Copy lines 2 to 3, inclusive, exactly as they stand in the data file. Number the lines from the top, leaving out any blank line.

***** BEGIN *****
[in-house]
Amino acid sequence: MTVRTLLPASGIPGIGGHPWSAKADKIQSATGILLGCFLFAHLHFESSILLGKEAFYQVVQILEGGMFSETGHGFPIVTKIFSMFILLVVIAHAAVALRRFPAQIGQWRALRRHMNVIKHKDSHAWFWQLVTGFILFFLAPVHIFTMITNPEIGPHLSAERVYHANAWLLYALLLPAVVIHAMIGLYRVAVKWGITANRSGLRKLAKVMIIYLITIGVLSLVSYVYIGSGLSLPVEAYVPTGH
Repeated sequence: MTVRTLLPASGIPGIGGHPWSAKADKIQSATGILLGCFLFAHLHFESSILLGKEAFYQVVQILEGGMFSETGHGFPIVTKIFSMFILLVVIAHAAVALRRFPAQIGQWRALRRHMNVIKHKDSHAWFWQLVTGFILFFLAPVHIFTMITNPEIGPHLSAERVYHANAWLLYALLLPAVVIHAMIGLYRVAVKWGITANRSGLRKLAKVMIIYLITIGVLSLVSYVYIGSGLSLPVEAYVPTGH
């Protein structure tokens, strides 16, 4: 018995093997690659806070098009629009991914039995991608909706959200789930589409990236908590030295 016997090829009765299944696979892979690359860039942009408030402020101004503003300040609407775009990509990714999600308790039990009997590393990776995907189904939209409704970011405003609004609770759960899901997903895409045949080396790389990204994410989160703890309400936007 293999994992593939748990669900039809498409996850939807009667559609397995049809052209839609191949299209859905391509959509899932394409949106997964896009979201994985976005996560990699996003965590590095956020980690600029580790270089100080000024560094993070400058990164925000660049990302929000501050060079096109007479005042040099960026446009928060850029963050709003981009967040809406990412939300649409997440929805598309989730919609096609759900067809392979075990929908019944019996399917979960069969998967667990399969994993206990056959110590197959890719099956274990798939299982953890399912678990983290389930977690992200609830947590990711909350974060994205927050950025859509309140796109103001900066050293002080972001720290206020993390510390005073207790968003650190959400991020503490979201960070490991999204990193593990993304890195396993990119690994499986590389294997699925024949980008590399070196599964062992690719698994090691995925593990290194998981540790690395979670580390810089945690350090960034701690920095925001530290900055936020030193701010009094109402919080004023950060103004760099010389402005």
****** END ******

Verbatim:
Amino acid sequence: MTVRTLLPASGIPGIGGHPWSAKADKIQSATGILLGCFLFAHLHFESSILLGKEAFYQVVQILEGGMFSETGHGFPIVTKIFSMFILLVVIAHAAVALRRFPAQIGQWRALRRHMNVIKHKDSHAWFWQLVTGFILFFLAPVHIFTMITNPEIGPHLSAERVYHANAWLLYALLLPAVVIHAMIGLYRVAVKWGITANRSGLRKLAKVMIIYLITIGVLSLVSYVYIGSGLSLPVEAYVPTGH
Repeated sequence: MTVRTLLPASGIPGIGGHPWSAKADKIQSATGILLGCFLFAHLHFESSILLGKEAFYQVVQILEGGMFSETGHGFPIVTKIFSMFILLVVIAHAAVALRRFPAQIGQWRALRRHMNVIKHKDSHAWFWQLVTGFILFFLAPVHIFTMITNPEIGPHLSAERVYHANAWLLYALLLPAVVIHAMIGLYRVAVKWGITANRSGLRKLAKVMIIYLITIGVLSLVSYVYIGSGLSLPVEAYVPTGH